Hants takes off
By Andrew Blake
FLAX processing on a commercial scale is under way in Hampshire.
British Fibres new plant near Winchester means substantial amounts of flax straw grown on UK farms can be transformed into a useful raw material for industry at long last.
The processing line, designed to handle up to 10,000t of straw a year, is the outcome of the three-year £1.1m LINK-funded Fibrelin project which ended last March.
According to merchant Robin Appel, one of five industrial partners in the part-Government backed scheme, the plants opening is a significant first. "British Fibre completes the corporate triangle for us as an organisation to develop the market for flax."
On one side is the Natural Fibres Organisation whose main aim is to investigate potential markets, he explains. "We like to be market driven in everything we do."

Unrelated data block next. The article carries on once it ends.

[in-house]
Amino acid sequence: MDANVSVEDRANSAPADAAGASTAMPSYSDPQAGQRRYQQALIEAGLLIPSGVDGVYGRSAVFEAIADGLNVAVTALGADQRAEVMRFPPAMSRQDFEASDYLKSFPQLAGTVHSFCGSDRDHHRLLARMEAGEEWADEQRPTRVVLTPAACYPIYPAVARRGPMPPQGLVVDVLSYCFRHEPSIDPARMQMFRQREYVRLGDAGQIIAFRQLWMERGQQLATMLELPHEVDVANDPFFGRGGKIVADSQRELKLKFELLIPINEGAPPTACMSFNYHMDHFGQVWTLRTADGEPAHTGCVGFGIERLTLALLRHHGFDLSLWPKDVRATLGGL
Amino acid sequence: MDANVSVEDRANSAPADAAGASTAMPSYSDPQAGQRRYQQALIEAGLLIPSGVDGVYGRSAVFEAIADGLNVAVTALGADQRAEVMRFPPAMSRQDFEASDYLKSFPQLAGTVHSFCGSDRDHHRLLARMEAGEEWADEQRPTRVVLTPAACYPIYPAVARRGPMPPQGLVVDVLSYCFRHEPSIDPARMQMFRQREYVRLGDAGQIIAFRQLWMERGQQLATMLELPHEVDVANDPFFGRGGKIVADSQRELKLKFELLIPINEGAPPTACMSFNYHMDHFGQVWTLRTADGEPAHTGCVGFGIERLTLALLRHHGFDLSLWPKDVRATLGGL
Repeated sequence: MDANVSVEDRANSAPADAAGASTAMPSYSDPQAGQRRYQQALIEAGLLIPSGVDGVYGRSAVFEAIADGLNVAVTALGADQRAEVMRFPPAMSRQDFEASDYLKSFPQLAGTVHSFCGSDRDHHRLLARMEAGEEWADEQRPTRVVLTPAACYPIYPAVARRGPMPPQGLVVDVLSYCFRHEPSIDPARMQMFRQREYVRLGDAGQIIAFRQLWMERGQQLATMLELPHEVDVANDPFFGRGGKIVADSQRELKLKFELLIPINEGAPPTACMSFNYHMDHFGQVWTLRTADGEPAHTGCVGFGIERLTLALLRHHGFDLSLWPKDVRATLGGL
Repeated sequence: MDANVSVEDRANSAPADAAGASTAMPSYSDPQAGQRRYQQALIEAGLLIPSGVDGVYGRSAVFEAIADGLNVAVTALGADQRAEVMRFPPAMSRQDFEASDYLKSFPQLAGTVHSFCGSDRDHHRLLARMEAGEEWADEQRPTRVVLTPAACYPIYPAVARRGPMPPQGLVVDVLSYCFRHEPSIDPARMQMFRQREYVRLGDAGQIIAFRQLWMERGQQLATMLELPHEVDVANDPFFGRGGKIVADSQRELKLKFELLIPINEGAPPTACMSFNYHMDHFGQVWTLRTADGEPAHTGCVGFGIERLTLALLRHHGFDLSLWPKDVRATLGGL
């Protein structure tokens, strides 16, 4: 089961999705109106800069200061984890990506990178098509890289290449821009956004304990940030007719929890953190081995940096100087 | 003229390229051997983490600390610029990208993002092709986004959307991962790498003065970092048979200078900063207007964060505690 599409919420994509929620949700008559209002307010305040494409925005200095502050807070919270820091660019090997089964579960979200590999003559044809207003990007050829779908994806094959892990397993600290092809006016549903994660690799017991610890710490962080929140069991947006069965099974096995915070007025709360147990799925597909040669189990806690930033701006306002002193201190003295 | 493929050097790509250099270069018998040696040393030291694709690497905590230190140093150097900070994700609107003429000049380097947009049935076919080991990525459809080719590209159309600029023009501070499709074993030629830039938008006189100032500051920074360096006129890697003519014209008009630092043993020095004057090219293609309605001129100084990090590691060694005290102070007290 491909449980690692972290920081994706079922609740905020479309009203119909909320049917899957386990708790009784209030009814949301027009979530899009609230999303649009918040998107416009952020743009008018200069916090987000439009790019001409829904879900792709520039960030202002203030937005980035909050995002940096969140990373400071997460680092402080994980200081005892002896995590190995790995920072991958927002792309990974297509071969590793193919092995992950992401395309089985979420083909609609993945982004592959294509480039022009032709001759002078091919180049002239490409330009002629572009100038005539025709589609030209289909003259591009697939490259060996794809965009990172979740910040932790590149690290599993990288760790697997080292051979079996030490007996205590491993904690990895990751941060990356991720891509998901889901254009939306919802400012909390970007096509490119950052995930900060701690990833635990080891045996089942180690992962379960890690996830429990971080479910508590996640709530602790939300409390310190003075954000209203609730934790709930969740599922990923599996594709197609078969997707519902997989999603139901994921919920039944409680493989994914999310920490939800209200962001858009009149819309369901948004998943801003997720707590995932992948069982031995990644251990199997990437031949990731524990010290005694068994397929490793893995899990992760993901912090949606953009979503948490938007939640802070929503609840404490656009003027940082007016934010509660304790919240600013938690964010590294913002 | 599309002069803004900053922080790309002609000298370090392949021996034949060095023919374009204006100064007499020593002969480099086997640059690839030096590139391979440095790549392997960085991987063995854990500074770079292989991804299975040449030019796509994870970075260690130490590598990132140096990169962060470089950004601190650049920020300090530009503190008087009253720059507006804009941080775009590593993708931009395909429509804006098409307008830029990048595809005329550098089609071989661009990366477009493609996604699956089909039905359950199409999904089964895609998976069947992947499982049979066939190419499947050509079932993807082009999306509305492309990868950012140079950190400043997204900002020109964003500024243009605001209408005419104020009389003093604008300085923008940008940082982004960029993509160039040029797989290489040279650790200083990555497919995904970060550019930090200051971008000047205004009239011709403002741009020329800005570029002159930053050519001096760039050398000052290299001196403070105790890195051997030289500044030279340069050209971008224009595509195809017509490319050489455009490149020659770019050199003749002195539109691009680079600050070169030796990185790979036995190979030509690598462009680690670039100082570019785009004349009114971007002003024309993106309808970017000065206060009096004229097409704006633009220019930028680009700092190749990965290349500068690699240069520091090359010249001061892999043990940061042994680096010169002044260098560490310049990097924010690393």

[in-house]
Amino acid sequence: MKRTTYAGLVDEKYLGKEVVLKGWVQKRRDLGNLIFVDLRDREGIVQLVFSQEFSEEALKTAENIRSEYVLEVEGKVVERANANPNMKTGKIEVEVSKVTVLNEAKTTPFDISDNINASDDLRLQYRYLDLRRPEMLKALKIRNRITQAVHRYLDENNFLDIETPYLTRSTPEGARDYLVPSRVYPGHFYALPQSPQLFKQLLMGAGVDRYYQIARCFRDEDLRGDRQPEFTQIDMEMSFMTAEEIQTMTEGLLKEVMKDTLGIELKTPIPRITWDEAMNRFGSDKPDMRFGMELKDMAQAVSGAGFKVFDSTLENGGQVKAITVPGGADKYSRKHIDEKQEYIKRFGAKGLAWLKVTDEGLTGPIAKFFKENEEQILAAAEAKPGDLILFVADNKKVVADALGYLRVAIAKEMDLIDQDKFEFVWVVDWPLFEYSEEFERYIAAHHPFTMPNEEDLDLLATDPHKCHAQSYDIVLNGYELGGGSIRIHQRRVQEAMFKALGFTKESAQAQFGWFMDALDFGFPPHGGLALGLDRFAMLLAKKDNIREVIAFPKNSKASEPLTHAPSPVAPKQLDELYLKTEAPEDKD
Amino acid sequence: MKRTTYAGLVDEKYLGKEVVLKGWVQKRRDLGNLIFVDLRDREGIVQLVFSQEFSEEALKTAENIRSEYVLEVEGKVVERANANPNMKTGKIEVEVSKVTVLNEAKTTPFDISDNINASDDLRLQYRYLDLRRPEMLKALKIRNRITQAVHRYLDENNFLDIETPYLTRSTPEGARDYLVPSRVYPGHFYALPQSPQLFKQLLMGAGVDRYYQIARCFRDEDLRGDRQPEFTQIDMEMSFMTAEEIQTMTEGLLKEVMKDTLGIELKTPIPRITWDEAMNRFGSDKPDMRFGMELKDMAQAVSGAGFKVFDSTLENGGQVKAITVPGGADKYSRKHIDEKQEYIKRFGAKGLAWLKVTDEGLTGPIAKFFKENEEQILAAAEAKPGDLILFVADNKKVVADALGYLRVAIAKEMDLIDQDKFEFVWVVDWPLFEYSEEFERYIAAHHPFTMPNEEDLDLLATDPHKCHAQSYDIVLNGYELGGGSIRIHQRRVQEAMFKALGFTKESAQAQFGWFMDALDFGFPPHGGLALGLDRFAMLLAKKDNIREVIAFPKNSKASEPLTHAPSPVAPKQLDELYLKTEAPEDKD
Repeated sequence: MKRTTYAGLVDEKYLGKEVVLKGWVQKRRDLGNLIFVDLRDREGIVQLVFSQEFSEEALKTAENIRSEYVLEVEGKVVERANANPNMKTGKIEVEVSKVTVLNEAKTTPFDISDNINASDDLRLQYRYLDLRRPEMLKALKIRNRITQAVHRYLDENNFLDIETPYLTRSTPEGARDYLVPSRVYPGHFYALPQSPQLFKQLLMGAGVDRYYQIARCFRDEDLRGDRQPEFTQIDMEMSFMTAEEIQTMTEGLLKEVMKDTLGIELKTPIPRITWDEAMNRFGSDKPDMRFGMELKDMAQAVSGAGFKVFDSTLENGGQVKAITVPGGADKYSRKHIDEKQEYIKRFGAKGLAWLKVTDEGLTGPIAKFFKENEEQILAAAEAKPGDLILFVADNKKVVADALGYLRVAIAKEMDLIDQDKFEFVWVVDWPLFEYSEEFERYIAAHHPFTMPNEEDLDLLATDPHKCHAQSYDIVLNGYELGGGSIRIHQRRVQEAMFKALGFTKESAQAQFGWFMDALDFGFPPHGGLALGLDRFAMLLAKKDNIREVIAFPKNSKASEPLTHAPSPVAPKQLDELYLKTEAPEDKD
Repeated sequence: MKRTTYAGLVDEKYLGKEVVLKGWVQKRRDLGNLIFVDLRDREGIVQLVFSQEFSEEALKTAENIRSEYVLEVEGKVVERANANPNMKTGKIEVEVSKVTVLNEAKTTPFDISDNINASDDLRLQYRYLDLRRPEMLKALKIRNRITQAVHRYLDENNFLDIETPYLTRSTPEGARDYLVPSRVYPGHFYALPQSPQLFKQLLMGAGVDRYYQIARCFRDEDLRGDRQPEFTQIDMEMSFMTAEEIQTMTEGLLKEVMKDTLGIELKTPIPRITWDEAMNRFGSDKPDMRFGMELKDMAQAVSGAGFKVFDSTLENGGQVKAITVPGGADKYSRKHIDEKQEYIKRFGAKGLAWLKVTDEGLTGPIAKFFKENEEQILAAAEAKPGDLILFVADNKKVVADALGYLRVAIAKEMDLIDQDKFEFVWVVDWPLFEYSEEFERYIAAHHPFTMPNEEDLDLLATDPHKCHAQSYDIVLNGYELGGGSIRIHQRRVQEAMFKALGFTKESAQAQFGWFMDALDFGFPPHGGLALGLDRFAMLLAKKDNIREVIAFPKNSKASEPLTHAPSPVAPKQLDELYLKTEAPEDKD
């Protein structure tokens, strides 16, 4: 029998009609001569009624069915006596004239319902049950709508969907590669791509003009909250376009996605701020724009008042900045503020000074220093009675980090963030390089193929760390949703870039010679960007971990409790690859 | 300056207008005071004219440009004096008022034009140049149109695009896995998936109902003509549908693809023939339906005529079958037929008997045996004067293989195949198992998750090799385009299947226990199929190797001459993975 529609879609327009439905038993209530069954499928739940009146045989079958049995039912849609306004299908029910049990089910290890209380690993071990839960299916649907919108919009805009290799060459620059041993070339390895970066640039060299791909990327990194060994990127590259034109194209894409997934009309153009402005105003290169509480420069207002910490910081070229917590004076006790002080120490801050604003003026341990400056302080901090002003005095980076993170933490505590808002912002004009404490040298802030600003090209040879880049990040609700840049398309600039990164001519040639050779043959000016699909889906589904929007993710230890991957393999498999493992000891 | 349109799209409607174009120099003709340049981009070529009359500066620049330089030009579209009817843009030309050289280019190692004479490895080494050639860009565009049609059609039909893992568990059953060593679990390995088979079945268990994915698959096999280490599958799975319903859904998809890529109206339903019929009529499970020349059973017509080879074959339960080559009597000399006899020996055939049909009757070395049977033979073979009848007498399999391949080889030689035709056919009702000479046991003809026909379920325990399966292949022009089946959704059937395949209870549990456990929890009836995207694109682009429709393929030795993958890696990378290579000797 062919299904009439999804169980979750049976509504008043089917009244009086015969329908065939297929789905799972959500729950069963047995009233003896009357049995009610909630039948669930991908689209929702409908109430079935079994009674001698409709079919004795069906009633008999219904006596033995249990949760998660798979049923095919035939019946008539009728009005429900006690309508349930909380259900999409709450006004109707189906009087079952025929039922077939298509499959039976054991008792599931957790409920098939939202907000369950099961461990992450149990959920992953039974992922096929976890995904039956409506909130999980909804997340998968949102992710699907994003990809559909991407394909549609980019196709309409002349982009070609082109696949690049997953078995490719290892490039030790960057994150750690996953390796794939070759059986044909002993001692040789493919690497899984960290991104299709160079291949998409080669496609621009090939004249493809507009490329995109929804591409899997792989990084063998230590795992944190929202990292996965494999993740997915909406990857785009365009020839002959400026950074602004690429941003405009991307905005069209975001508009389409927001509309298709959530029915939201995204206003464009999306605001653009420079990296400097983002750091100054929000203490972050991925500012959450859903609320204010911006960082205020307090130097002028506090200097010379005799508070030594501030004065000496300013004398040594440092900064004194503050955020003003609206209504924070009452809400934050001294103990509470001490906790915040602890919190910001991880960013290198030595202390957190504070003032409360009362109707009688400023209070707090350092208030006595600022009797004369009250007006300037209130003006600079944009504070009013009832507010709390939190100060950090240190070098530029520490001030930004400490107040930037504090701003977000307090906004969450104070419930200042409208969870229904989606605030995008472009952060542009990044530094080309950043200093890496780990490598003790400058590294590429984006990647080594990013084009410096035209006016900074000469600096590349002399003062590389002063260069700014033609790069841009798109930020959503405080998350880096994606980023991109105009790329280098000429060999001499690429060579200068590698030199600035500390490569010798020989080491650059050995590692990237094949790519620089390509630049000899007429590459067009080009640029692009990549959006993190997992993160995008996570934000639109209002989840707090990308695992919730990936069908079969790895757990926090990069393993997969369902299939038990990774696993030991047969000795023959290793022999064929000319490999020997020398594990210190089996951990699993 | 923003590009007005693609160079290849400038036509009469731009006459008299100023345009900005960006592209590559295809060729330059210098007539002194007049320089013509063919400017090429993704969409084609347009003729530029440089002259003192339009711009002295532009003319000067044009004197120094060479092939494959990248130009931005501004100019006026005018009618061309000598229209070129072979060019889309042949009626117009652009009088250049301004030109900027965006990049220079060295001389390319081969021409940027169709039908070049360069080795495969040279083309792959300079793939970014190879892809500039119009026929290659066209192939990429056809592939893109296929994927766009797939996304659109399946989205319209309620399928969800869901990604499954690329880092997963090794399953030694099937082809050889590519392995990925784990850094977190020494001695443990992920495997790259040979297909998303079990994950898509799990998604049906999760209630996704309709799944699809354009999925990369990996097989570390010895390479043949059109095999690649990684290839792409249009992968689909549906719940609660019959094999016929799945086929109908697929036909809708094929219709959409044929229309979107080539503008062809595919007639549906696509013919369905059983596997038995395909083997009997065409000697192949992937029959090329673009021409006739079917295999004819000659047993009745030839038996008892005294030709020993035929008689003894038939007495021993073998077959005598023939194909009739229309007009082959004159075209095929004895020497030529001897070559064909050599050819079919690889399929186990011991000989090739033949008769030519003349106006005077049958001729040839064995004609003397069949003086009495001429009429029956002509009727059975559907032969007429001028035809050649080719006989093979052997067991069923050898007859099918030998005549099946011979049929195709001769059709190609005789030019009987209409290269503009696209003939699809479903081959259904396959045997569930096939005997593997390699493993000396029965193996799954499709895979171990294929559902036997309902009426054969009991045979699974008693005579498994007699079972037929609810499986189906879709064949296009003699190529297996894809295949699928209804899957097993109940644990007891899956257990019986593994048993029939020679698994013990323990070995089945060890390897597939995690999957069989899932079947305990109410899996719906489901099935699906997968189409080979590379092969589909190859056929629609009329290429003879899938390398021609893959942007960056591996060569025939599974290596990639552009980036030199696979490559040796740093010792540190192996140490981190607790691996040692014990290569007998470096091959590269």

Waltham Chase-based Robin Appel offers growing contracts, provides husbandry advice and buys back the straw. BF then processes it and sells the fibre.
The new plant is based on the Silsoe-designed decorticator whose patented pin drum strips the woody parts or shiv from the more valuable fibre.
Mr Appel admits the full-scale machine has been a long time coming. The main difficulty was that extracting industrial grade fibre requires new technology. The bale unraveller, for example, involves a tumbling mechanism which had to be designed from scratch. "It was no turnkey project."
Plans are in hand to install a second machine alongside the first to achieve economies of scale, says British Fibres Nigel Bazeley. "And we hope to have one on a site in the south-west." Overseas interest in the technology is expected to lead to exports.
All fibre from the BF plant will use the Fibrelin trademark.
At last – UKfibre flax is being processed in Hants. It could find a ready market in car body panels, says NFOs Harry Gilbertson.
1997 Flax gross margin projections £/ha
Yields: seed 0.5-2t/ha, straw 2-4t/ha.
Source: Robin Appel.